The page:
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What's a simple reference or cheat sheet for nested data structures in Perl?

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closed as off-topic by Will, Bill the Lizard Aug 19 '13 at 17:06

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up vote 8 down vote accepted

An excellent beginning tutorial is perldoc perlreftut. I also highly recommend two other tutorials in the built-in Perl documentation: perldoc perllol and perldoc perldsc. (I worked through them in that order, but your mileage may vary. I also found it easier to read perldoc perlref after I worked through those tutorials, but again, you may not.)

You should always be able to get these via a terminal, if you have a normal Perl installation. But you can also get them via the web (and as downloadable pdfs) via those links.

For a cheat sheet/reference sheet, you could do a lot worse than this post on PerlMonks.

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perlreftut can't be recommended enough. It should be everyone's first introduction to references, because everything gets a whole lot less mysterious when you keep perlreftut's lessons in mind. I think that I would put perldsc ahead of perllol, and maybe skip perllol entirely. (I generally recommend that beginners find the time to read every perldoc, but perllol is old and weird and confusing :) – hobbs Aug 16 '09 at 10:51
@Hobbs: I agree about perlreftut. As for perllol, I remember finding it easier to start with since it was only arrays. I don't think it's so different really than perldsc except that it only handles simpler structures. – Telemachus Aug 16 '09 at 11:08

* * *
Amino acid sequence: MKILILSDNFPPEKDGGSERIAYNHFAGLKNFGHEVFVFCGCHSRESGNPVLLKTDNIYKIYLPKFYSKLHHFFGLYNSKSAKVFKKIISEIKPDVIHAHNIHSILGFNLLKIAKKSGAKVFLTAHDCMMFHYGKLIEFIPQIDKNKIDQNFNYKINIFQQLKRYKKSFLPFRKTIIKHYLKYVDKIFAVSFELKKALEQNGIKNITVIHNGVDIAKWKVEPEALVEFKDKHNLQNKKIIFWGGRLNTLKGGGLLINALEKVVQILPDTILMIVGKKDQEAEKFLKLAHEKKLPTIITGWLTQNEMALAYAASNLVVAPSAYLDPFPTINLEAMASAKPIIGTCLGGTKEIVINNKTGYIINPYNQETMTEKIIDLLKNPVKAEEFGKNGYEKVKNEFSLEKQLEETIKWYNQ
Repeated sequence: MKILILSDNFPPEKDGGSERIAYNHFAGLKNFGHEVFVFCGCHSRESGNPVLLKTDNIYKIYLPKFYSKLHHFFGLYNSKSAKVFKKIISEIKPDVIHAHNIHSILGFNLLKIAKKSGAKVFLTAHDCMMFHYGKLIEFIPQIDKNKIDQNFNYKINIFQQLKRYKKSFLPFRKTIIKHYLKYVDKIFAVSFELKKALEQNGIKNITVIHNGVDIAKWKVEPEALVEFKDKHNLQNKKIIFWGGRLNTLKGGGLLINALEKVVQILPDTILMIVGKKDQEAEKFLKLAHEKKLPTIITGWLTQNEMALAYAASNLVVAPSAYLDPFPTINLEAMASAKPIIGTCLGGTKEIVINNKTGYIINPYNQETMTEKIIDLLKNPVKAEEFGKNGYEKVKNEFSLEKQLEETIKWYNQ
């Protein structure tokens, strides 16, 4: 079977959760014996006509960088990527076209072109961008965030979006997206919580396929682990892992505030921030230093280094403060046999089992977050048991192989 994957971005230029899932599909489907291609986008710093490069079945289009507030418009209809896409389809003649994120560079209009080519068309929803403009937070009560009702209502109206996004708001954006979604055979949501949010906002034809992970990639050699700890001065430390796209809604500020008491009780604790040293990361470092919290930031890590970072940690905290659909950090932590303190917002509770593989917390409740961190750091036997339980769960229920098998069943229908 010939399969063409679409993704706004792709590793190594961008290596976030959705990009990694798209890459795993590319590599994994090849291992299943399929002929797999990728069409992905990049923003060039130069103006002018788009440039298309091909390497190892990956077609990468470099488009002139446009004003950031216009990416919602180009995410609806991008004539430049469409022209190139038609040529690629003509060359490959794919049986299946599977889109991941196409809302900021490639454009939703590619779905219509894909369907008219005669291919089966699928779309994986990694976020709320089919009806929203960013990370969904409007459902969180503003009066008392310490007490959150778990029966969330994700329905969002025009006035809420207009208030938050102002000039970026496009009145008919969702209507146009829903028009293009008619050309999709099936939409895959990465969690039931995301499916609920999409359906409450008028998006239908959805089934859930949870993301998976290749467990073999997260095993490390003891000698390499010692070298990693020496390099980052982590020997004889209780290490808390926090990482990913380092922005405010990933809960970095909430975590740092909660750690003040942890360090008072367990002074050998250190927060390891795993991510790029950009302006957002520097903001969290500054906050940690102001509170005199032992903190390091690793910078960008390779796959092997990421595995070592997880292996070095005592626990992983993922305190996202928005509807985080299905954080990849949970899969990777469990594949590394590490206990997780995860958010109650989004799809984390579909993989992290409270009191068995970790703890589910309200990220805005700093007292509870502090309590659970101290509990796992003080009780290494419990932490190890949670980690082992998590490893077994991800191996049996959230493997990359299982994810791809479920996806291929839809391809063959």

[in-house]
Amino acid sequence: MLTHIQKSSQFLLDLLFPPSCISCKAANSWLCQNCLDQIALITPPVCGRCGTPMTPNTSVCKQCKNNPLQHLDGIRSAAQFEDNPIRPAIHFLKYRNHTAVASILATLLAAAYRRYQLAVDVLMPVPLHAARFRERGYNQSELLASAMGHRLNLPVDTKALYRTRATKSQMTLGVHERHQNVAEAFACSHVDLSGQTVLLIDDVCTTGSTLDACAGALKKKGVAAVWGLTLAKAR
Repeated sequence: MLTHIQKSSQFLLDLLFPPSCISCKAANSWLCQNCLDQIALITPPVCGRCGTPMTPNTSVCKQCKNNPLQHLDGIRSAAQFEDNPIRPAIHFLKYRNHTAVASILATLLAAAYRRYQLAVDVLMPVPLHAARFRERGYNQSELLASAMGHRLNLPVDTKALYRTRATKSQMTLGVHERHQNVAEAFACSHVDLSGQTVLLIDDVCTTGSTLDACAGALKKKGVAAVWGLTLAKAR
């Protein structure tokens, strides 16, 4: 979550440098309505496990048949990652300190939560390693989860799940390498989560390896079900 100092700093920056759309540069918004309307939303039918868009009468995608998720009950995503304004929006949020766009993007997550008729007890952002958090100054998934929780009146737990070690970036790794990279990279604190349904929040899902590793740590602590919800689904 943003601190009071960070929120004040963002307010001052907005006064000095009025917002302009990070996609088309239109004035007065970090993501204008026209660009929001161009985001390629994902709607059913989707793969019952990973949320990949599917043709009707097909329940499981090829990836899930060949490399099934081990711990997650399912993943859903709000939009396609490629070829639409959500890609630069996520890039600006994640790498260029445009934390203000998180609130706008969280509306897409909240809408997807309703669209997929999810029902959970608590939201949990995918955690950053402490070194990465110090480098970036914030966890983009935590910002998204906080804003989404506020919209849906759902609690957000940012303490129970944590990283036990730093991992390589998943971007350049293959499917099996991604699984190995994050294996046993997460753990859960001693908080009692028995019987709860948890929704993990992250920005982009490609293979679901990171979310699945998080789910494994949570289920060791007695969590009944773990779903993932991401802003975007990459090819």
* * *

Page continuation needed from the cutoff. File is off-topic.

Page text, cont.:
perldoc perldsc is helpful to understand those nested structures

PERLDSC(1)            User Contributed Perl Documentation           PERLDSC(1)

       perldsc - Perl Data Structures Cookbook

       The single feature most sorely lacking in the Perl programming language
       prior to its 5.0 release was complex data structures.  Even without
       direct language support, some valiant programmers did manage to emulate
       them, but it was hard work and not for the faint of heart.  You could
       occasionally get away with the $m{$AoA,$b} notation borrowed from awk
       in which the keys are actually more like a single concatenated string
       "$AoA$b", but traversal and sorting were difficult.  More desperate
       programmers even hacked Perlâs internal symbol table directly, a strat-
       egy that proved hard to develop and maintain--to put it mildly.
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There is nothing nasty about them. – Sinan Ünür Aug 5 '09 at 23:19
@Vinko, maybe you are doing it wrong then. :) – brian d foy Aug 7 '09 at 3:03
@brian, very likely :) – Vinko Vrsalovic Aug 7 '09 at 6:03
@Vinko: I prefer 'nasty' to 'nested', actually. It's honest, and peer pressure be damned. (I also think you should never delete comments that have responses. It makes the thread too hard to follow.) Damned if you do and damned if you don't apparently. @Sinan and brian: as powerful and useful as references are in Perl, their syntax is not especially easy to remember. Like anything else, you get used to it, but I don't think it's unreasonable to say it's one of the less pleasant parts of Perl. If anything it seems a bit fanboy-ish to me to deny that they are difficult. – Telemachus Aug 7 '09 at 15:25

Try perldoc perlcheat

 \ references $$foo[1] aka $foo->[1]
 $@%&* dereference $$foo{bar} aka $foo->{bar}
 [] anon. arrayref ${$$foo[1]}[2] aka $foo->[1]->[2]
 {} anon. hashref ${$$foo[1]}[2] aka $foo->[1][2]
 \() list of refs
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Perhaps the most definitive reference is perlref:

I agree that having a simple reference or cheat sheet would be nice.

The examples at the end of perldsc (Perl data structures cookbook) serve as a reasonable quick reference.

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perldsc a list of recipes.

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A good one, but note that it's now available within Perl's internal documentation at perldoc perldsc. – Telemachus Aug 5 '09 at 21:39

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